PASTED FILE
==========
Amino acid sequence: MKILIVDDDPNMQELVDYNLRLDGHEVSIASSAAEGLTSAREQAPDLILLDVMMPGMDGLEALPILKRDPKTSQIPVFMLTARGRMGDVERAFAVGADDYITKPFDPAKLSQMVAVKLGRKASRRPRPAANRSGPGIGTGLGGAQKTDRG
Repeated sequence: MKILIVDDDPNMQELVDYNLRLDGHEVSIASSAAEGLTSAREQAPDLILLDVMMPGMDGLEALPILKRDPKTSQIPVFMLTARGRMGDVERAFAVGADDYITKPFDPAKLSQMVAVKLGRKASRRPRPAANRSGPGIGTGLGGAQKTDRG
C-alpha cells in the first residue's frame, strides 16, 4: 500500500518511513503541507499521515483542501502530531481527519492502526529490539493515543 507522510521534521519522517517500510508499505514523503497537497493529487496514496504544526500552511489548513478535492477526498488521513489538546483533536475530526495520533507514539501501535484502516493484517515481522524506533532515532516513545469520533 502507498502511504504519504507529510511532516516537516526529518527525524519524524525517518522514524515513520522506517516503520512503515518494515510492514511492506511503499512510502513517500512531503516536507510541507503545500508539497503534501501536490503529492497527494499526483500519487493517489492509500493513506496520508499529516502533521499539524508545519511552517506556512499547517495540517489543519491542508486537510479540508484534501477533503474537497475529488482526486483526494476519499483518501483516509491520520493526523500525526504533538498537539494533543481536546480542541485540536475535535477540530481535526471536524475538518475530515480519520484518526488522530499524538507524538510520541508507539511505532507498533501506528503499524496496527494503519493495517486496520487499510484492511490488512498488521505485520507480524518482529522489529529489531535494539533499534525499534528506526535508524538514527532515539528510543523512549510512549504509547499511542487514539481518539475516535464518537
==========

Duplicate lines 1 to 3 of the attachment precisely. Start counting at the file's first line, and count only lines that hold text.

Amino acid sequence: MKILIVDDDPNMQELVDYNLRLDGHEVSIASSAAEGLTSAREQAPDLILLDVMMPGMDGLEALPILKRDPKTSQIPVFMLTARGRMGDVERAFAVGADDYITKPFDPAKLSQMVAVKLGRKASRRPRPAANRSGPGIGTGLGGAQKTDRG
Repeated sequence: MKILIVDDDPNMQELVDYNLRLDGHEVSIASSAAEGLTSAREQAPDLILLDVMMPGMDGLEALPILKRDPKTSQIPVFMLTARGRMGDVERAFAVGADDYITKPFDPAKLSQMVAVKLGRKASRRPRPAANRSGPGIGTGLGGAQKTDRG
C-alpha cells in the first residue's frame, strides 16, 4: 500500500518511513503541507499521515483542501502530531481527519492502526529490539493515543 507522510521534521519522517517500510508499505514523503497537497493529487496514496504544526500552511489548513478535492477526498488521513489538546483533536475530526495520533507514539501501535484502516493484517515481522524506533532515532516513545469520533 502507498502511504504519504507529510511532516516537516526529518527525524519524524525517518522514524515513520522506517516503520512503515518494515510492514511492506511503499512510502513517500512531503516536507510541507503545500508539497503534501501536490503529492497527494499526483500519487493517489492509500493513506496520508499529516502533521499539524508545519511552517506556512499547517495540517489543519491542508486537510479540508484534501477533503474537497475529488482526486483526494476519499483518501483516509491520520493526523500525526504533538498537539494533543481536546480542541485540536475535535477540530481535526471536524475538518475530515480519520484518526488522530499524538507524538510520541508507539511505532507498533501506528503499524496496527494503519493495517486496520487499510484492511490488512498488521505485520507480524518482529522489529529489531535494539533499534525499534528506526535508524538514527532515539528510543523512549510512549504509547499511542487514539481518539475516535464518537